p1.getClass == p2.getClass &&
(0 until p1.productArity).forall(i => equalElements(p1.productElement(i), p2.productElement(i)))
case _ => v1 == v2
}

This function has some limitations and won't work correctly with nested product and non-product objects. In this case a more type specialized solution is required.

Example usage:

scala> val a1 = A(1)
a1: A = A(1)

scala> val a2 = A(1)
a2: A = A(1)

scala> equalElements(a1, a2)
res68: Boolean = true

scala> a1.i = 2

scala> equalElements(a1, a2)
res69: Boolean = false

3 comments:

Chris W. Hansen said...

Good post, however I was a bit confused upon initial reading and I thought you were asserting that time-invariance was a requirement of Object.equals(). I was even preparing to correct that assumption when I realized that was probably not your intent. For the sake of clarity, you might consider changing "There are many different types of equality" to something like "There are many different ways to implement equality". Also, a link to the archived scala-user discussion (e.g. Nabble) would have been nice, as I was unable to find it.

On a related side-note, I would like to point out a project I've been working on which aims to provide correct, low-maintenance implementations of hashCode() and equals() (as well as a resonable implementation of toString()) by using Java annotations to mark fields or methods for use in any valid combination of those operations. It prevents you from doing things like including a value in hashCode() which is not a part of equals(), for example. The project is called Pojomatic and can be found on SourceForge if you are interested. It was written with Java conventions in mind (e.g. getters and setters) but I can't think of a reason why it wouldn't work well in Scala.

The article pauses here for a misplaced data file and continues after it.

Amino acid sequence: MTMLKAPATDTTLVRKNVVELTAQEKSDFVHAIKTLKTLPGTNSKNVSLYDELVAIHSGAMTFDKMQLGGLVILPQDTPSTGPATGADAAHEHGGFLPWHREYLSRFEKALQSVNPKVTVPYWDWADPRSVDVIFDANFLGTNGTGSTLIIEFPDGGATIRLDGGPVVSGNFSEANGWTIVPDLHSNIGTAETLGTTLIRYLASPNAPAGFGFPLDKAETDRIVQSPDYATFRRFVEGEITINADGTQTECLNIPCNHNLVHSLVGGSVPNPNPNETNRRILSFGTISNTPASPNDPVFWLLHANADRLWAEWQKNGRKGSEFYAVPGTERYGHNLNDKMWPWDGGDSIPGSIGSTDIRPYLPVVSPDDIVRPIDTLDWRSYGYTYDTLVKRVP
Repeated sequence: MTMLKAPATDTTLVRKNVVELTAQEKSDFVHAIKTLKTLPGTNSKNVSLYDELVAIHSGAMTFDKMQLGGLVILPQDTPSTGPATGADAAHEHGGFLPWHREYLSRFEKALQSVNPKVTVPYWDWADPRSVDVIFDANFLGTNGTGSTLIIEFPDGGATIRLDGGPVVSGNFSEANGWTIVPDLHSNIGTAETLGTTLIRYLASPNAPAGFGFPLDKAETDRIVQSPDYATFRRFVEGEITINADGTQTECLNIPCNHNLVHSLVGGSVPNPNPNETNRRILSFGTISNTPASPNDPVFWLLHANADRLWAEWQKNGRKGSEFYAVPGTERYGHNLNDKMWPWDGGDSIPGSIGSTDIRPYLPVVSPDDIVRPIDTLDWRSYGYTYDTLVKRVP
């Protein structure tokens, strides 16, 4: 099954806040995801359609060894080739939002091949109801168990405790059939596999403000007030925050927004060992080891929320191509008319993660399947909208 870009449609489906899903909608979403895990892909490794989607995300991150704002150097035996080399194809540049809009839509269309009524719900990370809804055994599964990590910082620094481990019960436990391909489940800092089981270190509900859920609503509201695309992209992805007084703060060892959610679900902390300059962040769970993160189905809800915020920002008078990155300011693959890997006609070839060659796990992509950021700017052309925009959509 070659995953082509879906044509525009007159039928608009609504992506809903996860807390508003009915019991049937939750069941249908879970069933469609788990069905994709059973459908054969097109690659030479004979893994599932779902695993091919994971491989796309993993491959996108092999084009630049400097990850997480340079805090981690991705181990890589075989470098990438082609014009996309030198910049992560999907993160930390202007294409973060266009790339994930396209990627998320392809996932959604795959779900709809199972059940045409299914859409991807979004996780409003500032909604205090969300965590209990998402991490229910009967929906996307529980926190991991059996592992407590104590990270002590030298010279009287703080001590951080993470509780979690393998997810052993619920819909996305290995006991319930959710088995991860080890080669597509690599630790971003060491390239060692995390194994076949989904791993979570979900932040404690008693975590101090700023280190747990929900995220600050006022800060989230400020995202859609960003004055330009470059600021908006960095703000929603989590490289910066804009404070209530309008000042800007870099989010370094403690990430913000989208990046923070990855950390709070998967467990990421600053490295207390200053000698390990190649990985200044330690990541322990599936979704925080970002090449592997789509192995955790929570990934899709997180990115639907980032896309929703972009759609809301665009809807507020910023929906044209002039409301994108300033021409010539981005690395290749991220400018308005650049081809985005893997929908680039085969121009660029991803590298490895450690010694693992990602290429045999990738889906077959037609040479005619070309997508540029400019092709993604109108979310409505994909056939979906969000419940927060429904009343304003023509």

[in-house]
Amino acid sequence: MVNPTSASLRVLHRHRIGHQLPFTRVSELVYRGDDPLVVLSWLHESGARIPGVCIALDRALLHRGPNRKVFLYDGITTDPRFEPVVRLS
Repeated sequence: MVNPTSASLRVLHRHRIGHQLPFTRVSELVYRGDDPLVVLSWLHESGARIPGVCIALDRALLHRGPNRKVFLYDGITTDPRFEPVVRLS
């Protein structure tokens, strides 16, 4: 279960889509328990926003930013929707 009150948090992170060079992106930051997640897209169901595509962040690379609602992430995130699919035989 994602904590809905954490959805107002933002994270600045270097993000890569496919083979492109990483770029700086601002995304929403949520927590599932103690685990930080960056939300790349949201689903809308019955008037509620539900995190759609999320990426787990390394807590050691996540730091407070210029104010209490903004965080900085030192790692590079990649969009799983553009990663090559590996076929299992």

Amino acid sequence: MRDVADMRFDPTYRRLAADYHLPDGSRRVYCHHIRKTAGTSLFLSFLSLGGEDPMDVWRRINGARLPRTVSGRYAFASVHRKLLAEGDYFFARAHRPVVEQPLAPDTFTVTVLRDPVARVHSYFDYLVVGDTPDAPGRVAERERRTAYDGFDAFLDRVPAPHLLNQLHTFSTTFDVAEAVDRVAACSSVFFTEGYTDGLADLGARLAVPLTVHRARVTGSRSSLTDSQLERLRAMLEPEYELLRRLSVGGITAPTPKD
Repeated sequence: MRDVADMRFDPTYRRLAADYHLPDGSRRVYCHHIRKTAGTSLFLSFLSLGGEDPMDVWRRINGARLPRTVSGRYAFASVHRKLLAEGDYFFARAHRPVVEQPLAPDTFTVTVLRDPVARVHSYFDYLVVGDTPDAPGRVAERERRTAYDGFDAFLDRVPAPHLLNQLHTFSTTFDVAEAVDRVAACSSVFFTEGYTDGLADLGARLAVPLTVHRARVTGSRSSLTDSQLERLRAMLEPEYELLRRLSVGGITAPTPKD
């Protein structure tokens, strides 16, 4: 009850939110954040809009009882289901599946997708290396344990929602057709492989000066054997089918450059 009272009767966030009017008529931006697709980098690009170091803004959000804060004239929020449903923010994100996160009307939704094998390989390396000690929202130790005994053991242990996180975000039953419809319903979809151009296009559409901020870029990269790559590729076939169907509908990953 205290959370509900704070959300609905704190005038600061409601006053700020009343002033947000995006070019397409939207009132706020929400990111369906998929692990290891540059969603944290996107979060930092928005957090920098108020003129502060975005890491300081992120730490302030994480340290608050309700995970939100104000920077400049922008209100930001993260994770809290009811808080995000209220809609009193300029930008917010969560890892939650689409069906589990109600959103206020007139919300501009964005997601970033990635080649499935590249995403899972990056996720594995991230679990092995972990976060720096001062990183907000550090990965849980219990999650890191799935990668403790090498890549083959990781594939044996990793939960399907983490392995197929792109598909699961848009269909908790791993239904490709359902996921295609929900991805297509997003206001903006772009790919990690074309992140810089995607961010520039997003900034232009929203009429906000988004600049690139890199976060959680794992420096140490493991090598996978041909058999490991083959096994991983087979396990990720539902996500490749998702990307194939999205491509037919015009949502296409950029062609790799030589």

Morgan Creighton said...

Thanks for the interesting post.

So, in Java, you get the base equals and hashCode behavior, unless you override them. But in Scala case classes, you get a field by field equals and hashCode behavior, unless you override them (or extend your Mutable trait).

Somehow this difference reminds me of how Java and C++ treat virtual functions differently. In C++, functions have to be marked virtual by the special keyword. But in Java, functions are virtual unless they are marked by a special keyword (final).

It's interesting to me how changing "defaults" from one language to another can reflect profound philosophical differences.

Jesper Nordenberg said...

Sorry for the late replies, I need to check for comments more often :)

@chris: I'm not assuming all implementations of equals() are time invariant, in fact I gave an example in the post on where it wasn't. My point is that implementations should be time invariant though as many usages of equals() (even in the JRE) assumes it is. Your project looks interesting and similar to what is generated by the Scala compiler for case classes, except there you can't mark which fields should be included/excluded in the generated code. Btw, can't seem to find the scala-user discussion either...

@morgan: Yes, defaults matters. :)